The two main psychiatric taxonomies set out codifications of psychiatric diagnoses via lists of symptoms with the aim of maximizing the reliability of diagnostic judgements. This approach has been criticized, however, for failing to capture the precise connection between diagnostic judgements and symptoms as detected by skilled clinicians. Assuming that this criticism is correct, this chapter offers two related accounts of why this might be so. First, skilled diagnostic judgement may be an exercise of tacit knowledge: a practical (...)
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  15.  1
    The Absent Body in Psychiatric Diagnosis, Treatment, and Research.Catherine Stinson - forthcoming - Synthese.
    Discussions of psychiatric nosology focus on a few popular examples of disorders, and on the validity of diagnostic criteria. Looking at Anorexia Nervosa, an example rarely mentioned in this literature, reveals a new problem: the DSM has a strict taxonomic structure, which assumes that disorders can only be located on one branch. This taxonomic assumption fails to fit the domain of psychopathology, resulting in obfuscation of cross-category connections. Poor outcomes for treatment of Anorexia may be due to it being (...)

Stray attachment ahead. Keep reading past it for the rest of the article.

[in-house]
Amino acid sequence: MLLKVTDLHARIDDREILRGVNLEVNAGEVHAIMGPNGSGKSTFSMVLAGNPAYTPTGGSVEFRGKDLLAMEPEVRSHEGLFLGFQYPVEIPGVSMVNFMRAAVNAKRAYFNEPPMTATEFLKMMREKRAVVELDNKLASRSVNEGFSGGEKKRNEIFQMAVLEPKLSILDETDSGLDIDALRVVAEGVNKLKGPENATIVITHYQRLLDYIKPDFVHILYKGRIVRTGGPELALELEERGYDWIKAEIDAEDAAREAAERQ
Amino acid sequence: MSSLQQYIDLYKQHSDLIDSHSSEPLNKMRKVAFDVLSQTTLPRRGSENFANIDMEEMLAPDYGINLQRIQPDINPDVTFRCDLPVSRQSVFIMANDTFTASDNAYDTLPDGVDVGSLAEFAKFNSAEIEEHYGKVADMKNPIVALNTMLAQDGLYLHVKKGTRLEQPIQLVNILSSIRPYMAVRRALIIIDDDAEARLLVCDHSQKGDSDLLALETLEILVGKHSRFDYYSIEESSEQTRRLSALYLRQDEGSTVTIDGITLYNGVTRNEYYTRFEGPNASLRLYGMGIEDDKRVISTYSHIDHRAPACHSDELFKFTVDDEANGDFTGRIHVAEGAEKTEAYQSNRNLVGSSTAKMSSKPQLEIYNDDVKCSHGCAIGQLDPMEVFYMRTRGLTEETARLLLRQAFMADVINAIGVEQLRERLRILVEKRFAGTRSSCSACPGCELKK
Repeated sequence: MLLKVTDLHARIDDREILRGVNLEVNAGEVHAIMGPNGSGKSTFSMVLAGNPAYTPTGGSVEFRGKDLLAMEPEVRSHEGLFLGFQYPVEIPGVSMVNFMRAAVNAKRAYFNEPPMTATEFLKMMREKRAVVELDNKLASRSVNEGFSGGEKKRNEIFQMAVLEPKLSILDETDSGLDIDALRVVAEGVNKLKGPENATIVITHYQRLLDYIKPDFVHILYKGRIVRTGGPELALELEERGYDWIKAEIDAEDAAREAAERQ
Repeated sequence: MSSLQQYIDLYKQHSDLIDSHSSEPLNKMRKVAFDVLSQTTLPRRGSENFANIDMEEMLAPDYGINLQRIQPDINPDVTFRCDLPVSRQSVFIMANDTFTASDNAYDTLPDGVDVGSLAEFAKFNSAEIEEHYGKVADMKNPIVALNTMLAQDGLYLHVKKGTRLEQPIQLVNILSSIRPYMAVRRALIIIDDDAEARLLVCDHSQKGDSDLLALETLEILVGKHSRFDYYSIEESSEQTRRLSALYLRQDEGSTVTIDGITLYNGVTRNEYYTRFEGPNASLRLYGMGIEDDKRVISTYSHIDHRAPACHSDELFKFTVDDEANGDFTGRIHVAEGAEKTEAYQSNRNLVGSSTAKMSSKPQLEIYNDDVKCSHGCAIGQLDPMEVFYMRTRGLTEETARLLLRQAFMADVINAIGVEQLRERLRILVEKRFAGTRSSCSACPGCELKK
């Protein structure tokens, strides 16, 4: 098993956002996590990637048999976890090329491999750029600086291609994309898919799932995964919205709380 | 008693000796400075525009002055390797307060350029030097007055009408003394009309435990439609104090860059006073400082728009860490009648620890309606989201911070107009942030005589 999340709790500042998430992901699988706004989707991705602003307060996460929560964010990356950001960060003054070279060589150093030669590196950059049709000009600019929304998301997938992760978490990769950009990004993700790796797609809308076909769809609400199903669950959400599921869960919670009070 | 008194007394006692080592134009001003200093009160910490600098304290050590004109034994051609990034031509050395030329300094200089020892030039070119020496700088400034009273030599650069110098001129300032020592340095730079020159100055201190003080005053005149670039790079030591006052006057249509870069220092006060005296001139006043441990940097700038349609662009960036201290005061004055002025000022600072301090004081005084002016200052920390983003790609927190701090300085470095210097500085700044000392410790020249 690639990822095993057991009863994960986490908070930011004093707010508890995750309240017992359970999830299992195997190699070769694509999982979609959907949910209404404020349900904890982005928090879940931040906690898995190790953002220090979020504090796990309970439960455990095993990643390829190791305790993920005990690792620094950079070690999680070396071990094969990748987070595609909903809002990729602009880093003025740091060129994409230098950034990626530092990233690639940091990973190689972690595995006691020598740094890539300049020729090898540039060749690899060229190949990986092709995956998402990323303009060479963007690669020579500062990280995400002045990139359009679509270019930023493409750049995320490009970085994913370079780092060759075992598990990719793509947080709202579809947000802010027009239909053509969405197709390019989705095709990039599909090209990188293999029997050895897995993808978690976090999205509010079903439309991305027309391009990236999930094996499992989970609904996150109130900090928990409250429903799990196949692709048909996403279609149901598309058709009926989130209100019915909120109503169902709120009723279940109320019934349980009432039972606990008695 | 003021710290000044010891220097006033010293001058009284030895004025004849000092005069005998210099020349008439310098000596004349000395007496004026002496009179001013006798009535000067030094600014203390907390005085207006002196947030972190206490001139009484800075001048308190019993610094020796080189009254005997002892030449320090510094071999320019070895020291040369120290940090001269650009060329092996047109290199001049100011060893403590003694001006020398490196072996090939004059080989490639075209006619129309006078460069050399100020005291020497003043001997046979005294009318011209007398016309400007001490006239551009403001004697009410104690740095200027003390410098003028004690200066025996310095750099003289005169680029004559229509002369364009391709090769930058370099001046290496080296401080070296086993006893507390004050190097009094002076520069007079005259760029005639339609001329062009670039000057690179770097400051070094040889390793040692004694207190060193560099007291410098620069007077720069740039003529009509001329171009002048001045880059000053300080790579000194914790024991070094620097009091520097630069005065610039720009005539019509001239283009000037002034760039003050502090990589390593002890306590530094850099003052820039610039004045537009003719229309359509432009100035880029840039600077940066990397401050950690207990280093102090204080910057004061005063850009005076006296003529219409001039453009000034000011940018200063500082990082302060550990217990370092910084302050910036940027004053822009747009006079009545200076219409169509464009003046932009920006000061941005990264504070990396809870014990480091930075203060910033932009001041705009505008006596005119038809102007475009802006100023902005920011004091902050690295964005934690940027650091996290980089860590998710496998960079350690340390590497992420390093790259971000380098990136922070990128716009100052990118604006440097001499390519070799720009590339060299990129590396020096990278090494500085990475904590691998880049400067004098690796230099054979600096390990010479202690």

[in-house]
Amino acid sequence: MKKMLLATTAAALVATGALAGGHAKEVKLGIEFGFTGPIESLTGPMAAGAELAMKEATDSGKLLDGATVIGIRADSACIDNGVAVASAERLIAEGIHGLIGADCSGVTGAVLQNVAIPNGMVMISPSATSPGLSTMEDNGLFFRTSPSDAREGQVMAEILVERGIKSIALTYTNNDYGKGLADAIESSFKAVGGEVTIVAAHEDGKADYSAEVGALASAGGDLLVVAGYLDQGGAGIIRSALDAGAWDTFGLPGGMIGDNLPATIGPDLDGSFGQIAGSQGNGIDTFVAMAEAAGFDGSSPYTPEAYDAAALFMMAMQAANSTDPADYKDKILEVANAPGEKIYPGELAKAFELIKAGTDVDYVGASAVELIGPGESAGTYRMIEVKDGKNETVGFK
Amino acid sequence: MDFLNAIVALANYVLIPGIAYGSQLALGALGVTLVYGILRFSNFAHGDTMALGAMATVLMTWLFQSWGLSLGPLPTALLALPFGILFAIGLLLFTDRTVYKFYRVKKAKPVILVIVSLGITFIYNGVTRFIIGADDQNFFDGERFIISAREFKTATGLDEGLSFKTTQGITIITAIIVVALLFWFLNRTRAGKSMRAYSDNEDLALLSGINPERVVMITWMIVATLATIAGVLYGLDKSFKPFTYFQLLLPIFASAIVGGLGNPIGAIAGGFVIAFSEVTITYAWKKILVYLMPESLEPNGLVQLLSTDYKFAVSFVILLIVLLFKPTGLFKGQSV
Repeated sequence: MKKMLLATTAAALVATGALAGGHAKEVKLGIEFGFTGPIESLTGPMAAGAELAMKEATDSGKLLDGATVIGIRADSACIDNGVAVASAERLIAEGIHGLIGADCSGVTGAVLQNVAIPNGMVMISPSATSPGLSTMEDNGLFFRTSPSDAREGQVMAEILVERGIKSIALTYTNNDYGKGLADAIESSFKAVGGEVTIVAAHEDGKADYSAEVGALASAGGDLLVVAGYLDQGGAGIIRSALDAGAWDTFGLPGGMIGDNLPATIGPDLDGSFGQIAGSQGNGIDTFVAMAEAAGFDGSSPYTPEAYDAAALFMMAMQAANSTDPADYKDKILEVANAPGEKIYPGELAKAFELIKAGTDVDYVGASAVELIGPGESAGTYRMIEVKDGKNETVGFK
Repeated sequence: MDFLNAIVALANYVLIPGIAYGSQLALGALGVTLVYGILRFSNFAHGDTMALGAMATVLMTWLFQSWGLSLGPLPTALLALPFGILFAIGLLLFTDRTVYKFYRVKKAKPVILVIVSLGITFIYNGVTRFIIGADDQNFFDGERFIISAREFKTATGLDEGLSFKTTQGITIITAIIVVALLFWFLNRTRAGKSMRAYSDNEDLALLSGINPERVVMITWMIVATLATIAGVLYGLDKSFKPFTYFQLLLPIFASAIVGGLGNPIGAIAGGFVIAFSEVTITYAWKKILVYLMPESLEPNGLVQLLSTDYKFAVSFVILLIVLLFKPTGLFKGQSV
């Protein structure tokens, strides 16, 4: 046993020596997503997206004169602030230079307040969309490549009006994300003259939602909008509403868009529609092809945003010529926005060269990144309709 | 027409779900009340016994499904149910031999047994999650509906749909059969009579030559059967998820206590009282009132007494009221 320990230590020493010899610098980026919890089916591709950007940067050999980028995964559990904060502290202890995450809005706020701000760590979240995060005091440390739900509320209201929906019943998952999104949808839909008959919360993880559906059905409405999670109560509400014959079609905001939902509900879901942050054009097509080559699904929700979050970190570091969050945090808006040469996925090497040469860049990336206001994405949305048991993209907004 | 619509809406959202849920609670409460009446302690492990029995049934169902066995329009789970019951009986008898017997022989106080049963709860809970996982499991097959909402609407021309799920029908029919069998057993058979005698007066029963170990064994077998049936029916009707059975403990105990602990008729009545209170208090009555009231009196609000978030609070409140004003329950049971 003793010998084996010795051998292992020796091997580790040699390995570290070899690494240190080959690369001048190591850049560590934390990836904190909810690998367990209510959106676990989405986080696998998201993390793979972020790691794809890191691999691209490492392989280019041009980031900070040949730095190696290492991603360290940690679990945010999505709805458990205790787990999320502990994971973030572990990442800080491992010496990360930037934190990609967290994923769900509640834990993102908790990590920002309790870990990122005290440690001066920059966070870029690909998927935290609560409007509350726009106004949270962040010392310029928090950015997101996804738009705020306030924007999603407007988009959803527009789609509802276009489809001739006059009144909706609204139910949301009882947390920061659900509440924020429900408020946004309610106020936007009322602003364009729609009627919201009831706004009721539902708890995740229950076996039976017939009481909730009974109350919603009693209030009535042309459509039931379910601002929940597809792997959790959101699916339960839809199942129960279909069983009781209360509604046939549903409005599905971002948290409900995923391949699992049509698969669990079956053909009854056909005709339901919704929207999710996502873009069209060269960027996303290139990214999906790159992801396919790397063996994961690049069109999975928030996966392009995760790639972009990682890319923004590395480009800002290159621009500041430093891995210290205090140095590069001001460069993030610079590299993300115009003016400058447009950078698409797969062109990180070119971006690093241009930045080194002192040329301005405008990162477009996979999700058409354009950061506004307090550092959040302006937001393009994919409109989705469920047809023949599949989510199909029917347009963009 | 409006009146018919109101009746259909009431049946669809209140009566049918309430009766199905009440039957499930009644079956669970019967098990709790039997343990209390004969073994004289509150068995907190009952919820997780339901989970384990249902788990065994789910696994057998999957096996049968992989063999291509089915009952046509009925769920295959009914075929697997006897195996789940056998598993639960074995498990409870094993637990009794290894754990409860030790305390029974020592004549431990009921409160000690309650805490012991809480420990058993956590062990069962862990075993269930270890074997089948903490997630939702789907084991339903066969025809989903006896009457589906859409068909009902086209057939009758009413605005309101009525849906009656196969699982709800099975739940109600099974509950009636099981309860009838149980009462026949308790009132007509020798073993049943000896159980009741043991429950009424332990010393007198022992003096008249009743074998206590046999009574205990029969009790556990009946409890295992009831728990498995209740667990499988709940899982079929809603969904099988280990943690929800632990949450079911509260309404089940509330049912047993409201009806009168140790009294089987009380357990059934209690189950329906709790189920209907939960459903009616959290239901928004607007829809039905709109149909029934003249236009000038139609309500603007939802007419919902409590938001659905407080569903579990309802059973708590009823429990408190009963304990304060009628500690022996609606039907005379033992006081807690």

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  16.  46
    Psychiatric Diagnosis, Psychiatric Power and Psychiatric Abuse.T. Szasz - 1994 - Journal of Medical Ethics 20 (3):135-138.
    Psychiatric abuse, such as we usually associate with practices in the former Soviet Union, is related not to the misuse of psychiatric diagnoses, but to the political power intrinsic to the social role of the psychiatrist in totalitarian and democratic societies alike. Some reflections are offered on the modern, therapeutic state's proclivity to treat adults as patients rather than citizens, disjoin rights from responsibilities, and thus corrupt the language of political-philosophical discourse.